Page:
Records of the Great Western Sugar Company
Scope and Contents
The Records of the Great Western Sugar Company consists of documents and photographic materials dated 1893 to 1984, with the bulk falling from 1901 to 1977. Photographic prints, contact sheets, negatives, slides, audio and videotapes and motion picture films produced by company photographers comprise the first six series. Most of the photographs are black-and-white, but there are also a small number of color prints in the collection. Photograph subjects include Great Western employees, factories, farms and farming equipment, growers and laborers. Series 7 and 8 hold the collection's textual materials. Series 7 contains company publications and information useful for identifying photographic materials in Series 1 through 6. Series 8, the largest series by far, is inventoried but not processed and holds Great Western's financial and administrative records, correspondence, reports, company publications, subject files, newspaper clippings, and other documents.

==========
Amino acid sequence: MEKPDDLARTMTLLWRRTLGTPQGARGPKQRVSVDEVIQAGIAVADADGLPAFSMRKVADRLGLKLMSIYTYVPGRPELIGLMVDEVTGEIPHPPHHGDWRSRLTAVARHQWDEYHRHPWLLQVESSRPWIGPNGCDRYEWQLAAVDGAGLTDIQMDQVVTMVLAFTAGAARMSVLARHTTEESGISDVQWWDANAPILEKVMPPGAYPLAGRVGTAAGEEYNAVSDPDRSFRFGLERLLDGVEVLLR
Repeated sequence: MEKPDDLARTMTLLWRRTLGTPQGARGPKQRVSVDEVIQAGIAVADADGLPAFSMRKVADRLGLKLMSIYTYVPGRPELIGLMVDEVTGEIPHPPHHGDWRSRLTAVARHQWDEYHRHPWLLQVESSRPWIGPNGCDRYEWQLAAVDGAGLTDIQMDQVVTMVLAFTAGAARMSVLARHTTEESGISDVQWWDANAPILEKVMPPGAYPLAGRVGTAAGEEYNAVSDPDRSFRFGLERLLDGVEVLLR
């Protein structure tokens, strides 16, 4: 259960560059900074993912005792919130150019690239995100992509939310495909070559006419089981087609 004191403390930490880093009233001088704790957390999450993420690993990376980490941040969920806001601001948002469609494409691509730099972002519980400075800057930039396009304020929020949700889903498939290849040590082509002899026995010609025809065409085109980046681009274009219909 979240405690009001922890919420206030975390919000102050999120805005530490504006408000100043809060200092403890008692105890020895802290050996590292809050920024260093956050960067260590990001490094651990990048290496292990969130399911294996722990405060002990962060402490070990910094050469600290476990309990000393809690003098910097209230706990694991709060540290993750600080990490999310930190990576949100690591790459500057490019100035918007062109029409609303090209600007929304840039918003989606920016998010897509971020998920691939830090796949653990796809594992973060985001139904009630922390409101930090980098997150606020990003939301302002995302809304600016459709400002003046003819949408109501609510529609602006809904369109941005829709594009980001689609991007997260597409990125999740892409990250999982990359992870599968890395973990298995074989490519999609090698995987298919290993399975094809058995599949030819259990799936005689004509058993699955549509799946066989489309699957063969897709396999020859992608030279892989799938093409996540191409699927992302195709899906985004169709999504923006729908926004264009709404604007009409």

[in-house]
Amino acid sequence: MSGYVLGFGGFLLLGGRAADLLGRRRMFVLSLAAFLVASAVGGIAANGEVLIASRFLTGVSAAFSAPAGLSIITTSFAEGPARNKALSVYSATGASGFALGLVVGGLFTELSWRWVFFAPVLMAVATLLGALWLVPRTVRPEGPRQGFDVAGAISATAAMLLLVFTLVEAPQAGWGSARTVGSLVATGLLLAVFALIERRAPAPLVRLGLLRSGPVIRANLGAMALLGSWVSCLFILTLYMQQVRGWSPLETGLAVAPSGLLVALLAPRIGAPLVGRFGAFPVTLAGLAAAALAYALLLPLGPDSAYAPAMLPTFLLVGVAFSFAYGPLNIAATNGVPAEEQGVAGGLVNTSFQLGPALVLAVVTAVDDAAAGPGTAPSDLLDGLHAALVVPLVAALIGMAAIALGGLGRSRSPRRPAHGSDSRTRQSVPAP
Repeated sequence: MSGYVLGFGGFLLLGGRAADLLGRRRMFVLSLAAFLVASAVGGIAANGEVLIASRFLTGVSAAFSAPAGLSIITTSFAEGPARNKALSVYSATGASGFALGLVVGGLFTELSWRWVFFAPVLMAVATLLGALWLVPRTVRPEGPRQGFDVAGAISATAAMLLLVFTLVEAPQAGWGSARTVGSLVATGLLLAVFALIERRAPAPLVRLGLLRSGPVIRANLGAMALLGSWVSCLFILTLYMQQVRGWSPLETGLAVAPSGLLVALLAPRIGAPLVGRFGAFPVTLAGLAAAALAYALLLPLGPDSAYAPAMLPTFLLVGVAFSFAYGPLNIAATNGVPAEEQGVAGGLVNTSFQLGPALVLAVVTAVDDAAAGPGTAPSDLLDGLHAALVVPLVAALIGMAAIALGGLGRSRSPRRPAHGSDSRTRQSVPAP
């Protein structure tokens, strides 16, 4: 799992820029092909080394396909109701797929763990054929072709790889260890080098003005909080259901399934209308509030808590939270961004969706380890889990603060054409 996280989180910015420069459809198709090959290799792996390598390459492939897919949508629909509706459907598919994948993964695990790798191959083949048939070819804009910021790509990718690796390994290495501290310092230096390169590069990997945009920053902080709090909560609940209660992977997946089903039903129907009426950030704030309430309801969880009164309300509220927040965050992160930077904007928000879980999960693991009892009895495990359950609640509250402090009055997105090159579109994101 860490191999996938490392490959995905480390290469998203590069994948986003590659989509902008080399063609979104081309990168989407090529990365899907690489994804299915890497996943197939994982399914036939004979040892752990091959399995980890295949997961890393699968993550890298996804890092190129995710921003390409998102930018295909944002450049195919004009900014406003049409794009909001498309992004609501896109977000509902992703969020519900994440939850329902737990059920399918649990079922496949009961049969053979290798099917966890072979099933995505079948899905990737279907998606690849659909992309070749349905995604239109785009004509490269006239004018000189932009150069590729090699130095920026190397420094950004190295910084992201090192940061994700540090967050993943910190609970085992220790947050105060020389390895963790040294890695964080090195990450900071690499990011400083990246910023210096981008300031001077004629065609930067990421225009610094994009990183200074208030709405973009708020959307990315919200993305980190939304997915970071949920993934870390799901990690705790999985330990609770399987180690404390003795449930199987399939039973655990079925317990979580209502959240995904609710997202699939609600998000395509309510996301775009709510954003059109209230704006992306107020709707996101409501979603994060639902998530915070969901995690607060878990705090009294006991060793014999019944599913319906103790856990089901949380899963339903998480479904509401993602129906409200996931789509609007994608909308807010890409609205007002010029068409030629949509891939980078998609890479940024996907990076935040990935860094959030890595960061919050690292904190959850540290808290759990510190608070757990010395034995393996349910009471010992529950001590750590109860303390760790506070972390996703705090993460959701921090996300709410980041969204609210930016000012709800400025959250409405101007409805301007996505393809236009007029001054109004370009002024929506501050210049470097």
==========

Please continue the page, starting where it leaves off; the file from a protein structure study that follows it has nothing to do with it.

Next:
- Majority of material found within 1901-1977
- Great Western Sugar Company (Organization)
Restrictions on Access
Due to the presence of personally identifiable information, access to sub-subseries 8.2.2 and one folder in sub-subseries 8.2.3 is restricted. All restrictions are noted in the inventory. Additionally, the collection is stored off-site, so advance notice is required.
Restrictions on Use
Not all of the material in the collection is in the public domain. Researchers are responsible for addressing copyright issues.